Moses was the Redeemer who liberated and redeemed the children of Israel from Egypt but he could only take them so far. The people needed another redeemer to bring them into the Promised Land. And why is the name of Joshua the most important name in the book of Names and in all of the Hebrew Scriptures? Because that is the name that God chose to give to his Son who offers redemption from sin to all people and who leads us all into the Promised Land, the just kingdom of God. Joshua is the English translation of the Hebrew Yehoshua, which means “God is my Salvation.” Yehoshua is abbreviated to Y’shua which in Greek becomes Iesous, which in English becomes “Jesus.” Jesus is the Redeemer who empowers us all to be God’s beautiful Rainbow of Love in this world. Without Jesus, our baptism is impotent and meaningless; but with Jesus, we are empowered by our baptism beyond our imagination; and the power behind us is indeed greater than the task ahead of us.
In the Gospel this morning, Jesus (Yeshua) explains how the Hebrew Scriptures are consistently pointing to him; in this case, in a Psalm (Psalm 110) in which King David says, “The Lord said to my Lord, ‘Sit at my right hand…’” Once again, this does not mean that our Jewish brothers and sisters are no longer the chosen people of God. They are indeed; and their readings of the Hebrew Scriptures remain valid. What it does mean is that, through Jesus Christ (through Yeshua HaMoshiach), we all can participate in that chosenness. And in light of the Gospel of Christ, we can look back at the Hebrew Scriptures and see that our participation in the choseness of Israel was part of God’s intention all along.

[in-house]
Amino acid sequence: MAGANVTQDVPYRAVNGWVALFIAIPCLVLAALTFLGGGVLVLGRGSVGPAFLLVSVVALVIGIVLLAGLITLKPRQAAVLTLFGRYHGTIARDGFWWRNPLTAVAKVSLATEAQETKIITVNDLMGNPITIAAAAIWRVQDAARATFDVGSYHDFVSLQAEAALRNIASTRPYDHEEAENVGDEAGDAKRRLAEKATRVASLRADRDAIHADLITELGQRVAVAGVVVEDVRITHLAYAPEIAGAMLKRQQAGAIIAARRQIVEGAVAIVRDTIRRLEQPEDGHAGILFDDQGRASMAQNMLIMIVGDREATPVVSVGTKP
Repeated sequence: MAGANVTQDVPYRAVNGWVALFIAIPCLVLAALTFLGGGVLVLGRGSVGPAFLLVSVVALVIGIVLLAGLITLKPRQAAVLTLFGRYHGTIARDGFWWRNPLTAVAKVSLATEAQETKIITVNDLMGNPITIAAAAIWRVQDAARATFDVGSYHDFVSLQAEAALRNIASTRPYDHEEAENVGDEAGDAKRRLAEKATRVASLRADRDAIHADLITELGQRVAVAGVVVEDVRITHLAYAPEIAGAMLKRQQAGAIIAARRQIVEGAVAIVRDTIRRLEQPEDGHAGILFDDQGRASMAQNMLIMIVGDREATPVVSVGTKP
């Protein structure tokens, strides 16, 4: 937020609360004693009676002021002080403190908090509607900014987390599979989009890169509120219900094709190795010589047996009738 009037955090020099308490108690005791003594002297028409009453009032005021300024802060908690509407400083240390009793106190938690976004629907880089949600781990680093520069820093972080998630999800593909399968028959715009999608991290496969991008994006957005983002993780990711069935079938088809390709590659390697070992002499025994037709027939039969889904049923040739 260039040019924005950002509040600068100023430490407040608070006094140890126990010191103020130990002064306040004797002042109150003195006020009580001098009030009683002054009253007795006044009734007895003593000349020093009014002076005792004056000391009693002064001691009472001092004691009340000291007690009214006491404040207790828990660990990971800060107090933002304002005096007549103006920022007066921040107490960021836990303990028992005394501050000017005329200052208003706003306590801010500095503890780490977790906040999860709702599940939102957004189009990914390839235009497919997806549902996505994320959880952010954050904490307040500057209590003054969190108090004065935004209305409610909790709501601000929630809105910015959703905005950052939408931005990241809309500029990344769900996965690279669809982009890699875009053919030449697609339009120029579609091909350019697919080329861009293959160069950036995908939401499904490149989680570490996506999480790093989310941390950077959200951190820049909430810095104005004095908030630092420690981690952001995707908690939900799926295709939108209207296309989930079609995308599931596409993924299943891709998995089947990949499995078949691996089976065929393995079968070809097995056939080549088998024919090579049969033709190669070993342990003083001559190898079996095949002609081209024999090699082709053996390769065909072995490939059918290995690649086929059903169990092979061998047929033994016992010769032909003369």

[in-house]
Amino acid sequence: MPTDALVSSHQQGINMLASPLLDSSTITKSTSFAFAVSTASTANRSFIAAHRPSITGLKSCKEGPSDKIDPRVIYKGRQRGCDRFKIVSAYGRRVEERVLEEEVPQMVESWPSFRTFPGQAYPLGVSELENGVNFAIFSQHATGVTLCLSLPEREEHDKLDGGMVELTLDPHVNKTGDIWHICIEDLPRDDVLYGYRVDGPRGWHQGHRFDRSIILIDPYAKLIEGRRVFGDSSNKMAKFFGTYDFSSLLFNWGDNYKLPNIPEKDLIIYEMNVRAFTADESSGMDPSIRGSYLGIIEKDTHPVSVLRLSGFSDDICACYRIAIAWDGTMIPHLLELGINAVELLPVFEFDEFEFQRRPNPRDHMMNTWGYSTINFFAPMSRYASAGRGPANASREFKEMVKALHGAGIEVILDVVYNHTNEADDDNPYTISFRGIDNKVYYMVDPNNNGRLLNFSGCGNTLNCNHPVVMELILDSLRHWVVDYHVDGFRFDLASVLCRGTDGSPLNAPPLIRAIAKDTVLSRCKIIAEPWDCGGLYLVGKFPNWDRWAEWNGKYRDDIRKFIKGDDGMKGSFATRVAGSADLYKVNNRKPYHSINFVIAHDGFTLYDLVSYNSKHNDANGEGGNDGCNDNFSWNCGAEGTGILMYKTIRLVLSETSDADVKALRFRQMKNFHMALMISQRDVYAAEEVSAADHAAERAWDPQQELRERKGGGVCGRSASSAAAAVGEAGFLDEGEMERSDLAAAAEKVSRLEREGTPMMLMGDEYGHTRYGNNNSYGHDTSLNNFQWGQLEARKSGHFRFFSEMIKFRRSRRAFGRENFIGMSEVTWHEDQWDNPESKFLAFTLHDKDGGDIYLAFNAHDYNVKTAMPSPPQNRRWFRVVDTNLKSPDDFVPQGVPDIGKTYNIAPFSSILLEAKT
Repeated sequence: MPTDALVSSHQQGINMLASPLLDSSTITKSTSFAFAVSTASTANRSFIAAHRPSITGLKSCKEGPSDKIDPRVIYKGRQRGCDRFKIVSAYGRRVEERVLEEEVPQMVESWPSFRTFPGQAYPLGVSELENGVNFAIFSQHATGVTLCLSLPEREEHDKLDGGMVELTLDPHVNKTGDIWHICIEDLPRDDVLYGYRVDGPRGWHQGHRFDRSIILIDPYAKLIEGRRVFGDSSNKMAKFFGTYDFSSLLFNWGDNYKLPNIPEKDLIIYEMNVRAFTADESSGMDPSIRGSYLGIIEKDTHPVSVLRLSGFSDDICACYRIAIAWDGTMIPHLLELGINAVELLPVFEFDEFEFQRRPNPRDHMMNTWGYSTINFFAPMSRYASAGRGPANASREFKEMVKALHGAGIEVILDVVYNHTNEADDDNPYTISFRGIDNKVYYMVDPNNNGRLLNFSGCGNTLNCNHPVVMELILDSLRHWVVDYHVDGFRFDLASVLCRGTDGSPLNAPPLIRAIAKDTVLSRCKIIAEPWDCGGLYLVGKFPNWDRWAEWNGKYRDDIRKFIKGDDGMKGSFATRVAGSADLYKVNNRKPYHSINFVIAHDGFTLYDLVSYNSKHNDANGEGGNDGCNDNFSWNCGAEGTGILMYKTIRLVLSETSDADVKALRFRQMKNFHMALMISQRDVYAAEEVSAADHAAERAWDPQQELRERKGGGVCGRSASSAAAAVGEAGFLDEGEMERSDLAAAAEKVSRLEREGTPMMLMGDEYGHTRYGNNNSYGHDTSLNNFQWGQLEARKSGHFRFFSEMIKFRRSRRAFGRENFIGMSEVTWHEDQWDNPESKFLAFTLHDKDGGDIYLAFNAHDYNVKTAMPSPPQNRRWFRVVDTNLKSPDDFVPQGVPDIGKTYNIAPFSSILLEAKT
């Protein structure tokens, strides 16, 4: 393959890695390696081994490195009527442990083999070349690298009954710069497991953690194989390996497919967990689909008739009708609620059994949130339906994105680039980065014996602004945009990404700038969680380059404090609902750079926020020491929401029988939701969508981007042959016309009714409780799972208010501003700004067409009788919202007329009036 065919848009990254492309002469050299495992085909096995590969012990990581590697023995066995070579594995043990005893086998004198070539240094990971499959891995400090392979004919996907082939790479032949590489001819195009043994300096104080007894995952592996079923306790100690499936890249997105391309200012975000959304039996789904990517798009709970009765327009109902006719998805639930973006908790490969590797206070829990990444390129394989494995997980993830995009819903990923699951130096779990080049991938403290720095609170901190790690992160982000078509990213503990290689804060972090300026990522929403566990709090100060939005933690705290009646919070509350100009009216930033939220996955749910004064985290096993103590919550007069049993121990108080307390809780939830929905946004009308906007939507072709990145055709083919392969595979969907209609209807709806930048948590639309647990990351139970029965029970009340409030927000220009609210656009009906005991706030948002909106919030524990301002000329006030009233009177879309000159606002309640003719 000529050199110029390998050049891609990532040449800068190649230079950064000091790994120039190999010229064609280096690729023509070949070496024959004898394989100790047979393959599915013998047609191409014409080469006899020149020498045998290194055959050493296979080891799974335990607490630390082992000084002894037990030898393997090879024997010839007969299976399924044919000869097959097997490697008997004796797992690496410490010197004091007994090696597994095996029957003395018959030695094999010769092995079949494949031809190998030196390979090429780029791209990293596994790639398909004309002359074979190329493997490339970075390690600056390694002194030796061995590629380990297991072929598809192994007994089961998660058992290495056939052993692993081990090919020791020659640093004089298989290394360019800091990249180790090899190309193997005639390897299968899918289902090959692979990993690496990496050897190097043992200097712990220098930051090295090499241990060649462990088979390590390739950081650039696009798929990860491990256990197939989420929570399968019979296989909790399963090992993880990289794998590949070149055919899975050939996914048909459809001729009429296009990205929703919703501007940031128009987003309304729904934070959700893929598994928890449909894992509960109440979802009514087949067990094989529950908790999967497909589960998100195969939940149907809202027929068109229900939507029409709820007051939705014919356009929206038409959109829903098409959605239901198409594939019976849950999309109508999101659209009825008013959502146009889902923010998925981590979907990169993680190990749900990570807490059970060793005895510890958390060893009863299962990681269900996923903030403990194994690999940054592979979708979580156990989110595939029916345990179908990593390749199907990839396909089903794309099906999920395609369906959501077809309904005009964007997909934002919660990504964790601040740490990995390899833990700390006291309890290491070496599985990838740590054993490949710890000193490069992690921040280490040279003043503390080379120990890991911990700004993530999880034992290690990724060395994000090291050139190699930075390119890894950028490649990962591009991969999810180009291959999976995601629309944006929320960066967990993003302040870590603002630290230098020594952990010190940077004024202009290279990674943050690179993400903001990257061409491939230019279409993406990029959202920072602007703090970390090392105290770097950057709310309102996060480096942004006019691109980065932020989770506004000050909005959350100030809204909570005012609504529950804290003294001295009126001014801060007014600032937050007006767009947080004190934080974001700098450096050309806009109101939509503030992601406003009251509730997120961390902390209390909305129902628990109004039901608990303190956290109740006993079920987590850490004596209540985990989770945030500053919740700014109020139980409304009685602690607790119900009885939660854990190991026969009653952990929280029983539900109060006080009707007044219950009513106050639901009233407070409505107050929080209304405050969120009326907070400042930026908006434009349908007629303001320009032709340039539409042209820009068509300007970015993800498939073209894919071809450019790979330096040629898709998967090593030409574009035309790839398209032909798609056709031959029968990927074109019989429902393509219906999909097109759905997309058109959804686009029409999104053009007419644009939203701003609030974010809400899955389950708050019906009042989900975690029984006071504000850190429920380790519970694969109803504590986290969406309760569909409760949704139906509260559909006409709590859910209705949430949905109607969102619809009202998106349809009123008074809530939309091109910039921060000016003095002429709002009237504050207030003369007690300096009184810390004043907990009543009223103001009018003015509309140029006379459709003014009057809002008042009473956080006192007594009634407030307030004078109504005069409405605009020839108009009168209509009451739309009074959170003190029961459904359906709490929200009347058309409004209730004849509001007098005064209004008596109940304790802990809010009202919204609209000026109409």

In the Name of Jesus Christ, we are also the chosen people of God. The Name of Jesus Christ is impressed upon us at our baptism so that we are empowered beyond our imagination to live up to our collective name here (Redeemer), to see and be the image of God in the world, to embody God’s beautiful Rainbow of Love, to bring in the Promised Land, the just kingdom of God, knowing that the power behind us is greater than the task ahead of us. May that be our watchword here in Redeemer for everything that we need to do in Christ’s Name to bring in the just kingdom of God: The power behind you is greater than the task ahead of you! Amen.